Most recently, Burns served as deputy secretary for Health Planning and Assessment at the Pennsylvania Department of Health, where she was responsible for oversight of the Office of Public Health Preparedness, the Office of Emergency Medical Services and the Bureaus of Epidemiology, Laboratories, Health Planning and Community Health Systems.


Linda M. Siminerio received the Harold Rifkin Award for Distinguished International Service in the Cause of Diabetes at the American Diabetes Association’s annual meeting.

The association, the nation’s largest voluntary health organization supporting diabetes research, information and advocacy, gives the Rifkin award each year to an individual whose outstanding service has had an international perspective and global impact.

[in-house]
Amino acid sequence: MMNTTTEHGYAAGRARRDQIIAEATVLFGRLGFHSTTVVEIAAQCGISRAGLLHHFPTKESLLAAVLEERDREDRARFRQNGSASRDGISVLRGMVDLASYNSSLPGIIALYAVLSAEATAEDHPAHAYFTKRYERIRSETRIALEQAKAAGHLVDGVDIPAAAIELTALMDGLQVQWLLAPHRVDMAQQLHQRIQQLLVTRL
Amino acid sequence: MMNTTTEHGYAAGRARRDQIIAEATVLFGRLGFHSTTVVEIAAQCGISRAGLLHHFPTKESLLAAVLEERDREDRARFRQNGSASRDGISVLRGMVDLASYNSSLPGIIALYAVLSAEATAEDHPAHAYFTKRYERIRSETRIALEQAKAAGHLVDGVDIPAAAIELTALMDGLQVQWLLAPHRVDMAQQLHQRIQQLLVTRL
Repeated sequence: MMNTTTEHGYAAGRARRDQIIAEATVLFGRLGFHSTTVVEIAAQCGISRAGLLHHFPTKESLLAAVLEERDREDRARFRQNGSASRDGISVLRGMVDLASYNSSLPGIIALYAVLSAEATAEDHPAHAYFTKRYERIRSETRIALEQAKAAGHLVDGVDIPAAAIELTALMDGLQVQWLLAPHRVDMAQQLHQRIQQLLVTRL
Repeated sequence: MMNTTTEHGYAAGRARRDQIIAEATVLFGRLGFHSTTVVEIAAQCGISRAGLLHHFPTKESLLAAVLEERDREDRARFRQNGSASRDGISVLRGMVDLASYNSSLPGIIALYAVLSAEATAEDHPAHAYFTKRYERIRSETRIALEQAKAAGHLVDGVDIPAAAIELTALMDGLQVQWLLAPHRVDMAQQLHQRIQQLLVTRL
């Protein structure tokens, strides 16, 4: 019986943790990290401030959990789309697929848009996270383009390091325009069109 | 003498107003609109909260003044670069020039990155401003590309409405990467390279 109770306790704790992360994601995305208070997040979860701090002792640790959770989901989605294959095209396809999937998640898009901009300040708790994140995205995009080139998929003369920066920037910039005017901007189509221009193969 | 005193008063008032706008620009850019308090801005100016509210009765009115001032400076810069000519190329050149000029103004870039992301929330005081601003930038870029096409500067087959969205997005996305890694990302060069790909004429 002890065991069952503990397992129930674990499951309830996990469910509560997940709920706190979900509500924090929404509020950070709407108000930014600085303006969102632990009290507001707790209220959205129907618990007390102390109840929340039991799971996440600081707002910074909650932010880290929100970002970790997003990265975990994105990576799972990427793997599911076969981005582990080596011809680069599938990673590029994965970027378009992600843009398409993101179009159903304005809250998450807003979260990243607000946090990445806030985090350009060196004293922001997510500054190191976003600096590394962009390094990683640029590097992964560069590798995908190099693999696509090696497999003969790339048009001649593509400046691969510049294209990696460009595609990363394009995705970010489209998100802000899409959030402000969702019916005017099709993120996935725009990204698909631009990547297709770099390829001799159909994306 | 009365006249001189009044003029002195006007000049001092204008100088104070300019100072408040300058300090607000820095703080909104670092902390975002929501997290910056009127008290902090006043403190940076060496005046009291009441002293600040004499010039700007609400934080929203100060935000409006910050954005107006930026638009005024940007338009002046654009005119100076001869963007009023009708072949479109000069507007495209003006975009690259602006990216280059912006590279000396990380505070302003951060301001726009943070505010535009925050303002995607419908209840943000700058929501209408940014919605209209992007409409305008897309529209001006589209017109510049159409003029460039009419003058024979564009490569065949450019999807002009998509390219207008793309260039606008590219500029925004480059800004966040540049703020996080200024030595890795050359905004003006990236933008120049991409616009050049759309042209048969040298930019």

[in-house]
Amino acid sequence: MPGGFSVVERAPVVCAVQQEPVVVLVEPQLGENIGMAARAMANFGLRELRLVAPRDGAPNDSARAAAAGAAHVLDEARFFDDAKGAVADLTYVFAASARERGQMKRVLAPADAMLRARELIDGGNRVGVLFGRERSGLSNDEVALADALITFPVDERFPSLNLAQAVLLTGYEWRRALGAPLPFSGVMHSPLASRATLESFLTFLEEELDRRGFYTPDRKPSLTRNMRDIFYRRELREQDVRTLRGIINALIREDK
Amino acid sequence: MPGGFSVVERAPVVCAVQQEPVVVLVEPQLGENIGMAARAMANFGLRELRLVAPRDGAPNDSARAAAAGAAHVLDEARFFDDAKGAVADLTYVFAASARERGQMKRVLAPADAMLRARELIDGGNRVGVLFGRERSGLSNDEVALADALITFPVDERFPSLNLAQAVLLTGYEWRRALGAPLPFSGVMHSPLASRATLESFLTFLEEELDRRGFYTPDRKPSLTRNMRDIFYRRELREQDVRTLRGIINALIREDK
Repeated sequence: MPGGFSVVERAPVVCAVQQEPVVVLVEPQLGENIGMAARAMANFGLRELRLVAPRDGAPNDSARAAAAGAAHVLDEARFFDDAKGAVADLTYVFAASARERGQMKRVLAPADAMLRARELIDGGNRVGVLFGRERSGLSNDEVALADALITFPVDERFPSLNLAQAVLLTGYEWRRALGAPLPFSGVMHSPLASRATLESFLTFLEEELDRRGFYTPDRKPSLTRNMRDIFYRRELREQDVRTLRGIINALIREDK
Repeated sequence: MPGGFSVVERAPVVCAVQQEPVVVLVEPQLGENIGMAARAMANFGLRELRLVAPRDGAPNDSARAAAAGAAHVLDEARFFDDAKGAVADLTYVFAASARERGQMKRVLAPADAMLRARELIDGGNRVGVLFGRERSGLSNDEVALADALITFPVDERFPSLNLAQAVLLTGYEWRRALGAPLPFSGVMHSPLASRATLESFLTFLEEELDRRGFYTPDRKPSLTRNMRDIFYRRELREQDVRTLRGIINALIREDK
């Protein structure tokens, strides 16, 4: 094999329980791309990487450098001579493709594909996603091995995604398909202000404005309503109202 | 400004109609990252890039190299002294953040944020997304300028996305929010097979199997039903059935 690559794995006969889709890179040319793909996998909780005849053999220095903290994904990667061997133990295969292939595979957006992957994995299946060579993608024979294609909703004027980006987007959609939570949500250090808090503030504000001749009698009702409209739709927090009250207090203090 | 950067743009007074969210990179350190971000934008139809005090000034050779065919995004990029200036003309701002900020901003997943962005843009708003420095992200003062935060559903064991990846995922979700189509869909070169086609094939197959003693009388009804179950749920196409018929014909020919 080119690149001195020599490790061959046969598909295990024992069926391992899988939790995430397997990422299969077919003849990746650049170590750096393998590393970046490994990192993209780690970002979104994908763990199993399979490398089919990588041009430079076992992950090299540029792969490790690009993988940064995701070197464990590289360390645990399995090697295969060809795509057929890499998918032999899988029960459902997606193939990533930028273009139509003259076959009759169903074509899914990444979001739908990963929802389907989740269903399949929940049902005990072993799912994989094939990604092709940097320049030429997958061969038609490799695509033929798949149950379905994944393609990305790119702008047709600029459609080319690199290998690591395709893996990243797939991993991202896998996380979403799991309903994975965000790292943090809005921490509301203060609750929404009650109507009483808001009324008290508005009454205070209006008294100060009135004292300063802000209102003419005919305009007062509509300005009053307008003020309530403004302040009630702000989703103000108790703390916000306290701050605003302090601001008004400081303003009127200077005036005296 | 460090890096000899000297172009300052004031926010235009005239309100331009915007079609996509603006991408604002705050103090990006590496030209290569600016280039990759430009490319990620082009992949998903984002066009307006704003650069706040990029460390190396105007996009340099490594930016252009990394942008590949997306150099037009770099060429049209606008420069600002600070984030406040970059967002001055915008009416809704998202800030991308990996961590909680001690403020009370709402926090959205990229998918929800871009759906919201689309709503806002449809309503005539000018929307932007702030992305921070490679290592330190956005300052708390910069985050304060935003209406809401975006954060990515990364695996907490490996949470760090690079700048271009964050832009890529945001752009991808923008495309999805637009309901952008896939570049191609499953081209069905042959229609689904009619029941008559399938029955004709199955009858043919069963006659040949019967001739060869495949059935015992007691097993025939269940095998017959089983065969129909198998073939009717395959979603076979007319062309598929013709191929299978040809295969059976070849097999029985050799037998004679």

Siminerio, executive director of Pitt’s Diabetes Institute and professor at the schools of medicine and nursing, has contributed to diabetes research studies, co-authored diabetes publications and has served as editor of the journal Diabetes Spectrum and the consumer magazine Diabetes Forecast.

Currently, she is the vice-president of the International Diabetes Federation, the first diabetes research educator to serve in that capacity.


Donna G. Nativio, associate professor at the School of Nursing, was named a recipient of the ECELS Achievement Award from the American Academy of Pediatrics state chapter.

Nativio was honored for her outstanding service as a health consultant committed to promoting health and safety in early childhood day care settings in Pennsylvania. In addition, Nativio was recognized for her pioneering efforts to educate nurse practitioner students about the role of the child care health consultant.

Nativio also was re-elected to the board of the Society of Primary Care Policy Fellows for a two-year term.